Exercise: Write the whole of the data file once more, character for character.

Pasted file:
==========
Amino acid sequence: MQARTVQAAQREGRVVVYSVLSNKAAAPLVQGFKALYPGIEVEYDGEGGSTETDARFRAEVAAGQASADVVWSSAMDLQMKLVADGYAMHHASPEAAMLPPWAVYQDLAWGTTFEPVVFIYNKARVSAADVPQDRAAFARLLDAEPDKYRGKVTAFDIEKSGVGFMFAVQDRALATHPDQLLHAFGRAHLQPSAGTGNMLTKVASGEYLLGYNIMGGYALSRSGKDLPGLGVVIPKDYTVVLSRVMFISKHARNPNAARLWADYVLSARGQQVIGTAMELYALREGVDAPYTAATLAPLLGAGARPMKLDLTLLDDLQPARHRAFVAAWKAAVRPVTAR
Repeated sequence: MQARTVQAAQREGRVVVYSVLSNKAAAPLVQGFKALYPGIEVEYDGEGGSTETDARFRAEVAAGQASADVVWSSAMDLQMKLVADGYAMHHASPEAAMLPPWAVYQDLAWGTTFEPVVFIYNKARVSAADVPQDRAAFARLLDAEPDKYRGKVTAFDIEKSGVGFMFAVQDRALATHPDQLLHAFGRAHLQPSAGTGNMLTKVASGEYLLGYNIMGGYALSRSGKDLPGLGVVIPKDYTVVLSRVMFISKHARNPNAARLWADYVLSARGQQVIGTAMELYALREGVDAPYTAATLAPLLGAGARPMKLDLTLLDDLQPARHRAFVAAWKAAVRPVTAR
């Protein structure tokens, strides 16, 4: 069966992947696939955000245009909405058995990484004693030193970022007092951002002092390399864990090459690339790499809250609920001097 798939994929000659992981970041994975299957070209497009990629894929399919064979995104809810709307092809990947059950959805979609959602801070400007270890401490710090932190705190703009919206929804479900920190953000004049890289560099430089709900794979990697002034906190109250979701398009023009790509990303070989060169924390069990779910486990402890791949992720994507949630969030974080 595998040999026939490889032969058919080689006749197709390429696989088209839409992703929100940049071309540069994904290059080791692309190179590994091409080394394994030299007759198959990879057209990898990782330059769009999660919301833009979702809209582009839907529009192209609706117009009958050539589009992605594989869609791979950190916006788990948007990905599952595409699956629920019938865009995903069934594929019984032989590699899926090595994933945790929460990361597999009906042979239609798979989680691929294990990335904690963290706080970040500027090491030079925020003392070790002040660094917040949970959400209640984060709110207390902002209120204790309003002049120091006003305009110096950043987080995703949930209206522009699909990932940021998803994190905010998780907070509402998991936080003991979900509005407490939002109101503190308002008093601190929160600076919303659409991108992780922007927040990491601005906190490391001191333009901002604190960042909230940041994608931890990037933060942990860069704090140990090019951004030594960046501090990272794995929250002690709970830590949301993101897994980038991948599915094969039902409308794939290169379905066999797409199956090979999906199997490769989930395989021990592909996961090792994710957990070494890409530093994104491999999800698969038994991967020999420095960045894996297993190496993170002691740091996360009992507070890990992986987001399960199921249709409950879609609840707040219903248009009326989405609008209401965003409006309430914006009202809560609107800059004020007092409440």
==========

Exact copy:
Amino acid sequence: MQARTVQAAQREGRVVVYSVLSNKAAAPLVQGFKALYPGIEVEYDGEGGSTETDARFRAEVAAGQASADVVWSSAMDLQMKLVADGYAMHHASPEAAMLPPWAVYQDLAWGTTFEPVVFIYNKARVSAADVPQDRAAFARLLDAEPDKYRGKVTAFDIEKSGVGFMFAVQDRALATHPDQLLHAFGRAHLQPSAGTGNMLTKVASGEYLLGYNIMGGYALSRSGKDLPGLGVVIPKDYTVVLSRVMFISKHARNPNAARLWADYVLSARGQQVIGTAMELYALREGVDAPYTAATLAPLLGAGARPMKLDLTLLDDLQPARHRAFVAAWKAAVRPVTAR
Repeated sequence: MQARTVQAAQREGRVVVYSVLSNKAAAPLVQGFKALYPGIEVEYDGEGGSTETDARFRAEVAAGQASADVVWSSAMDLQMKLVADGYAMHHASPEAAMLPPWAVYQDLAWGTTFEPVVFIYNKARVSAADVPQDRAAFARLLDAEPDKYRGKVTAFDIEKSGVGFMFAVQDRALATHPDQLLHAFGRAHLQPSAGTGNMLTKVASGEYLLGYNIMGGYALSRSGKDLPGLGVVIPKDYTVVLSRVMFISKHARNPNAARLWADYVLSARGQQVIGTAMELYALREGVDAPYTAATLAPLLGAGARPMKLDLTLLDDLQPARHRAFVAAWKAAVRPVTAR
């Protein structure tokens, strides 16, 4: 069966992947696939955000245009909405058995990484004693030193970022007092951002002092390399864990090459690339790499809250609920001097 798939994929000659992981970041994975299957070209497009990629894929399919064979995104809810709307092809990947059950959805979609959602801070400007270890401490710090932190705190703009919206929804479900920190953000004049890289560099430089709900794979990697002034906190109250979701398009023009790509990303070989060169924390069990779910486990402890791949992720994507949630969030974080 595998040999026939490889032969058919080689006749197709390429696989088209839409992703929100940049071309540069994904290059080791692309190179590994091409080394394994030299007759198959990879057209990898990782330059769009999660919301833009979702809209582009839907529009192209609706117009009958050539589009992605594989869609791979950190916006788990948007990905599952595409699956629920019938865009995903069934594929019984032989590699899926090595994933945790929460990361597999009906042979239609798979989680691929294990990335904690963290706080970040500027090491030079925020003392070790002040660094917040949970959400209640984060709110207390902002209120204790309003002049120091006003305009110096950043987080995703949930209206522009699909990932940021998803994190905010998780907070509402998991936080003991979900509005407490939002109101503190308002008093601190929160600076919303659409991108992780922007927040990491601005906190490391001191333009901002604190960042909230940041994608931890990037933060942990860069704090140990090019951004030594960046501090990272794995929250002690709970830590949301993101897994980038991948599915094969039902409308794939290169379905066999797409199956090979999906199997490769989930395989021990592909996961090792994710957990070494890409530093994104491999999800698969038994991967020999420095960045894996297993190496993170002691740091996360009992507070890990992986987001399960199921249709409950879609609840707040219903248009009326989405609008209401965003409006309430914006009202809560609107800059004020007092409440």